On 2 May 2017 at 10:45, Craig Ringer <cr...@2ndquadrant.com> wrote:

> If we want fence behaviour, we should require people to declare their
> desire for fence behaviour, rather than treating it as a sort of
> hint-as-a-bug that we grandfather in because we're so desperate not to
> admit we have hints.

Answers to my question here https://dba.stackexchange.com/q/27425/7788
suggest that there's no justification in the standard for treating it
as a mandatory fence.

Here https://www.postgresql.org/message-id/29918.1320244...@sss.pgh.pa.us
Tom says

"CTEs are also treated as optimization fences; this is not so much an
optimizer limitation as to keep the semantics sane when the CTE contains
a writable query."

In my view, if we address that by walking the query tree for volatile
functions, we should be perfectly fine to inline single-reference
CTEs. Is that too simplistic?

Is the sticking point simply this docs text:

"A useful property of WITH queries is that they are evaluated only
once per execution of the parent query, even if they are referred to
more than once by the parent query or sibling WITH queries. Thus,
expensive calculations that are needed in multiple places can be
placed within a WITH query to avoid redundant work. Another possible
application is to prevent unwanted multiple evaluations of functions
with side-effects. However, the other side of this coin is that the
optimizer is less able to push restrictions from the parent query down
into a WITH query than an ordinary subquery. The WITH query will
generally be evaluated as written, without suppression of rows that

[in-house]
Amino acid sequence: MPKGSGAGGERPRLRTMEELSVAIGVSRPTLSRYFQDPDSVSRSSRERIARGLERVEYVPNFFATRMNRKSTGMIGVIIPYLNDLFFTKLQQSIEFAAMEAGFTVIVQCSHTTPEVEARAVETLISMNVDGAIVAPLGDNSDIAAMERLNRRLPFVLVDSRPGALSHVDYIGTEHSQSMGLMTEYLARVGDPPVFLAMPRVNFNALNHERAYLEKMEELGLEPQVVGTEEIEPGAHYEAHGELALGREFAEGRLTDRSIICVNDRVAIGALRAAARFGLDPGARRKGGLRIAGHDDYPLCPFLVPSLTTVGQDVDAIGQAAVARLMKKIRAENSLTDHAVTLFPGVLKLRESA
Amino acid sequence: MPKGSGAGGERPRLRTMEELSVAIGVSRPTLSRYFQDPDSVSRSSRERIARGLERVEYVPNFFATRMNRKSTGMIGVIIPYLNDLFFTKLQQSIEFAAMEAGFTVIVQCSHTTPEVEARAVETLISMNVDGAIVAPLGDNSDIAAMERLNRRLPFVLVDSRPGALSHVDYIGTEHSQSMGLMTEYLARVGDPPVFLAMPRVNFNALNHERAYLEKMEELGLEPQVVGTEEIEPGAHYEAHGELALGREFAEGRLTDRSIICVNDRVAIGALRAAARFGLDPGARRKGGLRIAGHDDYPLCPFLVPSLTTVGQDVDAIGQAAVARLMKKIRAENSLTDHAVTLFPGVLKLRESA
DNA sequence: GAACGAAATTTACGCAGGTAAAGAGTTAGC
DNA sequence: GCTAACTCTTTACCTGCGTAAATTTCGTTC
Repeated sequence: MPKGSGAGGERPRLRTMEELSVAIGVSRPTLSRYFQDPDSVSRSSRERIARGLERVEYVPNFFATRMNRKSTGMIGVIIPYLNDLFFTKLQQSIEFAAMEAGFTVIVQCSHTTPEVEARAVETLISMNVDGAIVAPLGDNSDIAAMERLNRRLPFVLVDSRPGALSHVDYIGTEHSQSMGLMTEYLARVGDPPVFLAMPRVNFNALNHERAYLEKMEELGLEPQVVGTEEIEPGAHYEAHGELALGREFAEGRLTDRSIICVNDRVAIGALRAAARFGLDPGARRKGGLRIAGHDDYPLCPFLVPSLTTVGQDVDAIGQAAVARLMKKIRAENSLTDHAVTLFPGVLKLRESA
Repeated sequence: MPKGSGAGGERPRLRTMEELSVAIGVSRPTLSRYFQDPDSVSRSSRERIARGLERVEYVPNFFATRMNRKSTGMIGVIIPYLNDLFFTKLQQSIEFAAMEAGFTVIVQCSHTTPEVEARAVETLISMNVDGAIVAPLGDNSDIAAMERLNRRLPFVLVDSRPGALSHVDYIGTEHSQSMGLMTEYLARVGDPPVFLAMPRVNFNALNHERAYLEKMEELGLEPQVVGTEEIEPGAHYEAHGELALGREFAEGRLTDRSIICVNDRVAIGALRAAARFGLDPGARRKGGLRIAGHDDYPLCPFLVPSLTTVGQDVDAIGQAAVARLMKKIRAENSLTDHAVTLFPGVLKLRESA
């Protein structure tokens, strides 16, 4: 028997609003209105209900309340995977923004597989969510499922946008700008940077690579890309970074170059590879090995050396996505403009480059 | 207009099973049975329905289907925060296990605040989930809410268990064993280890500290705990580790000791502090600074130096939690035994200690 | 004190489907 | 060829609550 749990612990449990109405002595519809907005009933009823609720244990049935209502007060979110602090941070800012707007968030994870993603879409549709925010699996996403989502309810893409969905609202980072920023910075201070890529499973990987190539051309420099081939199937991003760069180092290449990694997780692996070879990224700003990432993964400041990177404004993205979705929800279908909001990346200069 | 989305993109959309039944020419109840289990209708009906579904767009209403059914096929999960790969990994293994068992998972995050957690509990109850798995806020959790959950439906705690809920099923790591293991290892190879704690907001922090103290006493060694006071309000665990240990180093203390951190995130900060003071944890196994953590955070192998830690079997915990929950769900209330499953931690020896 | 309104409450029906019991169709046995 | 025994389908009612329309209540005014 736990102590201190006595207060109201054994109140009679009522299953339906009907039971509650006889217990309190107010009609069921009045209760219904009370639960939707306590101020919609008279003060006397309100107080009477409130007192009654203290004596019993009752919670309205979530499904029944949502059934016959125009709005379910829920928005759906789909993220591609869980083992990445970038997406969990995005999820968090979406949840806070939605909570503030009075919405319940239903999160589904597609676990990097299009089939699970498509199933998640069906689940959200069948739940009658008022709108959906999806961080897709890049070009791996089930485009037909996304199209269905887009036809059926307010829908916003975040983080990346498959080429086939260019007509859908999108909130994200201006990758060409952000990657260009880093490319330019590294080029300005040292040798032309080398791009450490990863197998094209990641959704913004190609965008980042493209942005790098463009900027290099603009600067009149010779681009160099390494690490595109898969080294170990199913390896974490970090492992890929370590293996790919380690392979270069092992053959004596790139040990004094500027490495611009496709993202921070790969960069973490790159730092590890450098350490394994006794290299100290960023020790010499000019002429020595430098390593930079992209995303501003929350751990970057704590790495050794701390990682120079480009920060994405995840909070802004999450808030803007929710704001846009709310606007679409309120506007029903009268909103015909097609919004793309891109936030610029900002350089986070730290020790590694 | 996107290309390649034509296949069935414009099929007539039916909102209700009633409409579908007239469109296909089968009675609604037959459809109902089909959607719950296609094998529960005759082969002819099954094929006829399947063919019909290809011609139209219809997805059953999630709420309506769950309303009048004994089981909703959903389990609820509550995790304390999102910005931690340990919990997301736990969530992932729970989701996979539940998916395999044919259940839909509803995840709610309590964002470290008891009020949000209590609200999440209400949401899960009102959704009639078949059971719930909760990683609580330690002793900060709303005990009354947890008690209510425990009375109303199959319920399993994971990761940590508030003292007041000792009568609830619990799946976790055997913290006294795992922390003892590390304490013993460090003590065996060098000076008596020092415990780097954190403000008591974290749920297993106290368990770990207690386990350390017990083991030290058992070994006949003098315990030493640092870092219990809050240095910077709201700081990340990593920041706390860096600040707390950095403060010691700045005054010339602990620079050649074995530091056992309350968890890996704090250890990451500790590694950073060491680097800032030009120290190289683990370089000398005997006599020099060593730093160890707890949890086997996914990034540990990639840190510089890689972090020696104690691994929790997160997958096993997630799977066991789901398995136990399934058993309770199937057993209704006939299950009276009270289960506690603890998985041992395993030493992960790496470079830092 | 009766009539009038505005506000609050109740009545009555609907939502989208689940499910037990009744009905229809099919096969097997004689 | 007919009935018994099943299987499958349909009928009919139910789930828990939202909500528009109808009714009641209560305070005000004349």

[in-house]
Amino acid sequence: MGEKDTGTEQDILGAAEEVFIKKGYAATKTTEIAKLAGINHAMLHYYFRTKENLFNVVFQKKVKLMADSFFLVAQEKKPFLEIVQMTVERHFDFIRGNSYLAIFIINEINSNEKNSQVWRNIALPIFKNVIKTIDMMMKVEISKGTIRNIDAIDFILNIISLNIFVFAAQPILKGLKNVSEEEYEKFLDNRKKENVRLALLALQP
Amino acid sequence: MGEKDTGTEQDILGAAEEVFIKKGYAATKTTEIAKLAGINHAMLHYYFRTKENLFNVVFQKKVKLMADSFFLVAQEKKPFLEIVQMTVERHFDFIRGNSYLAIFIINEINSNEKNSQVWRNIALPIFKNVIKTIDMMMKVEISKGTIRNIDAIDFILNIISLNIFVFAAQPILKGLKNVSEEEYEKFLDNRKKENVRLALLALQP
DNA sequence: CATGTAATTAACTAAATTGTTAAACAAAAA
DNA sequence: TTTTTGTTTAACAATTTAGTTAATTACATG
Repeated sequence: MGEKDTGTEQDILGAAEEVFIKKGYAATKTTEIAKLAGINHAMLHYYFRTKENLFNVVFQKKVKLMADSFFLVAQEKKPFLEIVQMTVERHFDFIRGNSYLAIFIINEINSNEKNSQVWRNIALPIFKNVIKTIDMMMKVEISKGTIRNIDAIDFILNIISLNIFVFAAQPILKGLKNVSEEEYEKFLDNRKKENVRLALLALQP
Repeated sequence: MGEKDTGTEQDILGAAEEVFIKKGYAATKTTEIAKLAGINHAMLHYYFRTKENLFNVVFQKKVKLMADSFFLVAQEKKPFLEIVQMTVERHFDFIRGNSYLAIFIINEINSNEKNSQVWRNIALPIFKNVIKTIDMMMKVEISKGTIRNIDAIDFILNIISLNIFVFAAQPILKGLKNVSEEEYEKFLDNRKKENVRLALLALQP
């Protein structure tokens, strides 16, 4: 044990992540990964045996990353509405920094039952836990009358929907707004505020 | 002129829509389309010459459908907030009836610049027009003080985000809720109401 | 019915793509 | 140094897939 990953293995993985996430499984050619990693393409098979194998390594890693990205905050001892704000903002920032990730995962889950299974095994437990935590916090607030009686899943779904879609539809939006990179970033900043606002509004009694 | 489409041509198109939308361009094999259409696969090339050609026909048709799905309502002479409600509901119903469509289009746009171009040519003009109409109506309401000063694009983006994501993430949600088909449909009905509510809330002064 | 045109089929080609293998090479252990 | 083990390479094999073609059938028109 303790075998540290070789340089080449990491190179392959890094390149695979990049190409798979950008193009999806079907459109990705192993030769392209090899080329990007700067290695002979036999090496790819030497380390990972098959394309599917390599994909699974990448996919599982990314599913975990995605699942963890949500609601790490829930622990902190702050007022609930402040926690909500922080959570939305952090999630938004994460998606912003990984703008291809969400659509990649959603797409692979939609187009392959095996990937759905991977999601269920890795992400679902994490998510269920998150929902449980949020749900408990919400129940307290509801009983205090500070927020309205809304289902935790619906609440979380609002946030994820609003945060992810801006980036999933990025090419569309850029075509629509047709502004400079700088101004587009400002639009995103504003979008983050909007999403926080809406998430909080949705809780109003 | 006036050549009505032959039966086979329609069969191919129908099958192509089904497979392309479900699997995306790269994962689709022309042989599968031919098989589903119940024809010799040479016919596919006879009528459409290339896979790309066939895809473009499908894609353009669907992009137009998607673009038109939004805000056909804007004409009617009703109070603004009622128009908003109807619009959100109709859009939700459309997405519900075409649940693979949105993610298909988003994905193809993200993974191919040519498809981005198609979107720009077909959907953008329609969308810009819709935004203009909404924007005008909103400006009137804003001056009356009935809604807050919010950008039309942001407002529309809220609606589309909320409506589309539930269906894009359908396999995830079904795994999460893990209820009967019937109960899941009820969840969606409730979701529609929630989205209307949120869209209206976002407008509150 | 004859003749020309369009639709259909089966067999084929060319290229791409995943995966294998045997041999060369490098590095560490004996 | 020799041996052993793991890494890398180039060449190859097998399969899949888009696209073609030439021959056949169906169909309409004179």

the parent query might discard afterwards. (But, as mentioned above,
evaluation might stop early if the reference(s) to the query demand
only a limited number of rows.)"


... because to me, that seems to offer a great deal of wiggle room in
"less able", "generally", etc, even if we treated the docs as a hard
specification of future behaviour. (Which we don't, since we change
things and document the changes).

We may also stop evaluation early, so there's already no guarantee the
full query is run.

Is there any *technical* rather than policy reason we could not safely
inline a CTE term referenced by only one query, where the CTE term is
a SELECT, contains no volatile function calls, is not RECURSIVE, and
does not its self reference another non-inlineable CTE term?

Josh Kupershmidt, in a comment on my blog post on this topic some time
ago (https://blog.2ndquadrant.com/postgresql-ctes-are-optimization-fences/),
pointed out that

"One notable exception to the “(non-writeable) CTEs are always
materialized” rule is that if a non-writeable CTE node is not
referenced anywhere, it won’t actually be evaluated. For example, this
query returns 1 instead of bombing out:

WITH not_executed AS (SELECT 1/0),

     executed AS (SELECT 1)

SELECT * FROM executed;"

Prior discussions:

* https://www.postgresql.org/message-id/201209191305.44674...@kavod.com
* http://archives.postgresql.org/pgsql-performance/2011-10/msg00208.php
* https://www.postgresql.org/message-id/29918.1320244...@sss.pgh.pa.us

Relevant posts where users get confused by our behaviour:

* https://dba.stackexchange.com/q/127828/7788
* https://news.ycombinator.com/item?id=7023907
* https://dba.stackexchange.com/q/84760/7788
* https://dba.stackexchange.com/q/97393/7788
* http://stackoverflow.com/q/20403792/398670
* http://stackoverflow.com/q/33731068/398670
* ....

Also, comments on my post:

* https://blog.2ndquadrant.com/postgresql-ctes-are-optimization-fences/

 Craig Ringer                   http://www.2ndQuadrant.com/
 PostgreSQL Development, 24x7 Support, Training & Services

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